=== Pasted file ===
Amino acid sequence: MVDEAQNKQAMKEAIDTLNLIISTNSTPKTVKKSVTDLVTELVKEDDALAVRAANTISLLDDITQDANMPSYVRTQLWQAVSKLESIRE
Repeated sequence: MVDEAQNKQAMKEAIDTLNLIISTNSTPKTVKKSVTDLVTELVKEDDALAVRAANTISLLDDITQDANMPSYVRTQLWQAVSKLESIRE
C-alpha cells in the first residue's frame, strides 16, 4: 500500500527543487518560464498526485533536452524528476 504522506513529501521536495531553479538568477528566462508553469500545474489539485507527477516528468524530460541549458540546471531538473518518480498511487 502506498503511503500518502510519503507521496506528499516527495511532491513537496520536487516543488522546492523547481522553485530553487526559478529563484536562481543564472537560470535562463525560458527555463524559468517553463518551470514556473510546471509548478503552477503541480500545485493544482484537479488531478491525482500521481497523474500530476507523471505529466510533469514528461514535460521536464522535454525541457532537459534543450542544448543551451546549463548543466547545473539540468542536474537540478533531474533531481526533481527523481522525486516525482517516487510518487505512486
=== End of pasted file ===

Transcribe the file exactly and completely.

Amino acid sequence: MVDEAQNKQAMKEAIDTLNLIISTNSTPKTVKKSVTDLVTELVKEDDALAVRAANTISLLDDITQDANMPSYVRTQLWQAVSKLESIRE
Repeated sequence: MVDEAQNKQAMKEAIDTLNLIISTNSTPKTVKKSVTDLVTELVKEDDALAVRAANTISLLDDITQDANMPSYVRTQLWQAVSKLESIRE
C-alpha cells in the first residue's frame, strides 16, 4: 500500500527543487518560464498526485533536452524528476 504522506513529501521536495531553479538568477528566462508553469500545474489539485507527477516528468524530460541549458540546471531538473518518480498511487 502506498503511503500518502510519503507521496506528499516527495511532491513537496520536487516543488522546492523547481522553485530553487526559478529563484536562481543564472537560470535562463525560458527555463524559468517553463518551470514556473510546471509548478503552477503541480500545485493544482484537479488531478491525482500521481497523474500530476507523471505529466510533469514528461514535460521536464522535454525541457532537459534543450542544448543551451546549463548543466547545473539540468542536474537540478533531474533531481526533481527523481522525486516525482517516487510518487505512486